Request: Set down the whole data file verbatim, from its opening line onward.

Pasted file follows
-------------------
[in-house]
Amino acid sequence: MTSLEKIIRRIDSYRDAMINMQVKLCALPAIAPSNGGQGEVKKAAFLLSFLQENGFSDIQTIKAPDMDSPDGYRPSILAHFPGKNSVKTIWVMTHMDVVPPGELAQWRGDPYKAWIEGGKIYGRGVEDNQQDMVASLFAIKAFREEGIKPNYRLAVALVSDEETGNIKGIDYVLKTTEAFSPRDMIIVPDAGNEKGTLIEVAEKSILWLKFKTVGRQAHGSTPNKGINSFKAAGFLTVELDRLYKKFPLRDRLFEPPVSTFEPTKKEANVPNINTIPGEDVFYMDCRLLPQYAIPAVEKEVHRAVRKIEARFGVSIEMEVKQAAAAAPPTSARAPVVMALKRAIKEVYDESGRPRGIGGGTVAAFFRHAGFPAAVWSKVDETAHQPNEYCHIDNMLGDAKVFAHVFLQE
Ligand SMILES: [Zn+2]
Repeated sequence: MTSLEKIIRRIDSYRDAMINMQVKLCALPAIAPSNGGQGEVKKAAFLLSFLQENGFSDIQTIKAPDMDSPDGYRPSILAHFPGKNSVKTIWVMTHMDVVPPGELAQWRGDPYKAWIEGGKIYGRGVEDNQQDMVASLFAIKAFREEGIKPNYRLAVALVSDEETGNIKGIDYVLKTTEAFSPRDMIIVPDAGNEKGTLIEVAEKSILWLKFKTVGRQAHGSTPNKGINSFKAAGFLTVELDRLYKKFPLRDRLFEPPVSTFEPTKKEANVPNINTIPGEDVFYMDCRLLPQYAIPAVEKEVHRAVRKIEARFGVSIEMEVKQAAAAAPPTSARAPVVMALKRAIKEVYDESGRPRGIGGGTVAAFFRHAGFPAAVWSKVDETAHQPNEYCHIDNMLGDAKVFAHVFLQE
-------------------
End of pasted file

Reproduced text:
[in-house]
Amino acid sequence: MTSLEKIIRRIDSYRDAMINMQVKLCALPAIAPSNGGQGEVKKAAFLLSFLQENGFSDIQTIKAPDMDSPDGYRPSILAHFPGKNSVKTIWVMTHMDVVPPGELAQWRGDPYKAWIEGGKIYGRGVEDNQQDMVASLFAIKAFREEGIKPNYRLAVALVSDEETGNIKGIDYVLKTTEAFSPRDMIIVPDAGNEKGTLIEVAEKSILWLKFKTVGRQAHGSTPNKGINSFKAAGFLTVELDRLYKKFPLRDRLFEPPVSTFEPTKKEANVPNINTIPGEDVFYMDCRLLPQYAIPAVEKEVHRAVRKIEARFGVSIEMEVKQAAAAAPPTSARAPVVMALKRAIKEVYDESGRPRGIGGGTVAAFFRHAGFPAAVWSKVDETAHQPNEYCHIDNMLGDAKVFAHVFLQE
Ligand SMILES: [Zn+2]
Repeated sequence: MTSLEKIIRRIDSYRDAMINMQVKLCALPAIAPSNGGQGEVKKAAFLLSFLQENGFSDIQTIKAPDMDSPDGYRPSILAHFPGKNSVKTIWVMTHMDVVPPGELAQWRGDPYKAWIEGGKIYGRGVEDNQQDMVASLFAIKAFREEGIKPNYRLAVALVSDEETGNIKGIDYVLKTTEAFSPRDMIIVPDAGNEKGTLIEVAEKSILWLKFKTVGRQAHGSTPNKGINSFKAAGFLTVELDRLYKKFPLRDRLFEPPVSTFEPTKKEANVPNINTIPGEDVFYMDCRLLPQYAIPAVEKEVHRAVRKIEARFGVSIEMEVKQAAAAAPPTSARAPVVMALKRAIKEVYDESGRPRGIGGGTVAAFFRHAGFPAAVWSKVDETAHQPNEYCHIDNMLGDAKVFAHVFLQE